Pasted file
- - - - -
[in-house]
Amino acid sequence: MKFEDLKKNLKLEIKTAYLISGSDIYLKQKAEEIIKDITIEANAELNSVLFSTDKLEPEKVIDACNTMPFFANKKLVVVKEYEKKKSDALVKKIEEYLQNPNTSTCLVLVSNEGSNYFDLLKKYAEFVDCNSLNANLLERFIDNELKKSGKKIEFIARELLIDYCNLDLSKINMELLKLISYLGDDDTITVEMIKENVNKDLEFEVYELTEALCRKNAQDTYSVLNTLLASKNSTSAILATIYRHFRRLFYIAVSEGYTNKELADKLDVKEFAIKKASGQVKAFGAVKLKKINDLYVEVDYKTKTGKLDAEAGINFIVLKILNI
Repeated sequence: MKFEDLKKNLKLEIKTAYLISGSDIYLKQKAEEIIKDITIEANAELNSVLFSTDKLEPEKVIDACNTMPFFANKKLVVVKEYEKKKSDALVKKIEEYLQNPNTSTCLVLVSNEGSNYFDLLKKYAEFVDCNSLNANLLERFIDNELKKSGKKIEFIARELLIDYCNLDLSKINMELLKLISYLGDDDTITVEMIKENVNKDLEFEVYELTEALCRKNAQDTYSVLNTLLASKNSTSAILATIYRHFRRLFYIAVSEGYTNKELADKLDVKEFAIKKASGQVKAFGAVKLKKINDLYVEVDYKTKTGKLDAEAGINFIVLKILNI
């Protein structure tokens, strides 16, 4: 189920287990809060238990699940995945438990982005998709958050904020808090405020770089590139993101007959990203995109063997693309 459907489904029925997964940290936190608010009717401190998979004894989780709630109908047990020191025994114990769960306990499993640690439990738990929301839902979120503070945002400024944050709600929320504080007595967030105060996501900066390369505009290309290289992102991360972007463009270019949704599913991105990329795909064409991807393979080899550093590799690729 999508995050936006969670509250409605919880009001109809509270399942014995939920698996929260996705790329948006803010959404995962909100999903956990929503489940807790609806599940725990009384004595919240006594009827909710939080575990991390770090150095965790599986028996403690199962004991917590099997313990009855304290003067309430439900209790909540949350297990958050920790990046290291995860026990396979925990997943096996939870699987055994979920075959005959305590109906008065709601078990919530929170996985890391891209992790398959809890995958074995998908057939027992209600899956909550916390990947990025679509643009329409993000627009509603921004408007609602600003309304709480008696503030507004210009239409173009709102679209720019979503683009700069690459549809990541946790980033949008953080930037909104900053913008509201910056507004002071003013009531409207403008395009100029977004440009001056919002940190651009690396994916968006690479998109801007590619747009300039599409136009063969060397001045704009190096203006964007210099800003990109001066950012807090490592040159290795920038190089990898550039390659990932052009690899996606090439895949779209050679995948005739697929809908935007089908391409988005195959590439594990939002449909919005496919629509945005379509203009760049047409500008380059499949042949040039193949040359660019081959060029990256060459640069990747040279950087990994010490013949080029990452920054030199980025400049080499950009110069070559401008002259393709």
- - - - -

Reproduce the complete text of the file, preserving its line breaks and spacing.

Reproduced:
[in-house]
Amino acid sequence: MKFEDLKKNLKLEIKTAYLISGSDIYLKQKAEEIIKDITIEANAELNSVLFSTDKLEPEKVIDACNTMPFFANKKLVVVKEYEKKKSDALVKKIEEYLQNPNTSTCLVLVSNEGSNYFDLLKKYAEFVDCNSLNANLLERFIDNELKKSGKKIEFIARELLIDYCNLDLSKINMELLKLISYLGDDDTITVEMIKENVNKDLEFEVYELTEALCRKNAQDTYSVLNTLLASKNSTSAILATIYRHFRRLFYIAVSEGYTNKELADKLDVKEFAIKKASGQVKAFGAVKLKKINDLYVEVDYKTKTGKLDAEAGINFIVLKILNI
Repeated sequence: MKFEDLKKNLKLEIKTAYLISGSDIYLKQKAEEIIKDITIEANAELNSVLFSTDKLEPEKVIDACNTMPFFANKKLVVVKEYEKKKSDALVKKIEEYLQNPNTSTCLVLVSNEGSNYFDLLKKYAEFVDCNSLNANLLERFIDNELKKSGKKIEFIARELLIDYCNLDLSKINMELLKLISYLGDDDTITVEMIKENVNKDLEFEVYELTEALCRKNAQDTYSVLNTLLASKNSTSAILATIYRHFRRLFYIAVSEGYTNKELADKLDVKEFAIKKASGQVKAFGAVKLKKINDLYVEVDYKTKTGKLDAEAGINFIVLKILNI
């Protein structure tokens, strides 16, 4: 189920287990809060238990699940995945438990982005998709958050904020808090405020770089590139993101007959990203995109063997693309 459907489904029925997964940290936190608010009717401190998979004894989780709630109908047990020191025994114990769960306990499993640690439990738990929301839902979120503070945002400024944050709600929320504080007595967030105060996501900066390369505009290309290289992102991360972007463009270019949704599913991105990329795909064409991807393979080899550093590799690729 999508995050936006969670509250409605919880009001109809509270399942014995939920698996929260996705790329948006803010959404995962909100999903956990929503489940807790609806599940725990009384004595919240006594009827909710939080575990991390770090150095965790599986028996403690199962004991917590099997313990009855304290003067309430439900209790909540949350297990958050920790990046290291995860026990396979925990997943096996939870699987055994979920075959005959305590109906008065709601078990919530929170996985890391891209992790398959809890995958074995998908057939027992209600899956909550916390990947990025679509643009329409993000627009509603921004408007609602600003309304709480008696503030507004210009239409173009709102679209720019979503683009700069690459549809990541946790980033949008953080930037909104900053913008509201910056507004002071003013009531409207403008395009100029977004440009001056919002940190651009690396994916968006690479998109801007590619747009300039599409136009063969060397001045704009190096203006964007210099800003990109001066950012807090490592040159290795920038190089990898550039390659990932052009690899996606090439895949779209050679995948005739697929809908935007089908391409988005195959590439594990939002449909919005496919629509945005379509203009760049047409500008380059499949042949040039193949040359660019081959060029990256060459640069990747040279950087990994010490013949080029990452920054030199980025400049080499950009110069070559401008002259393709």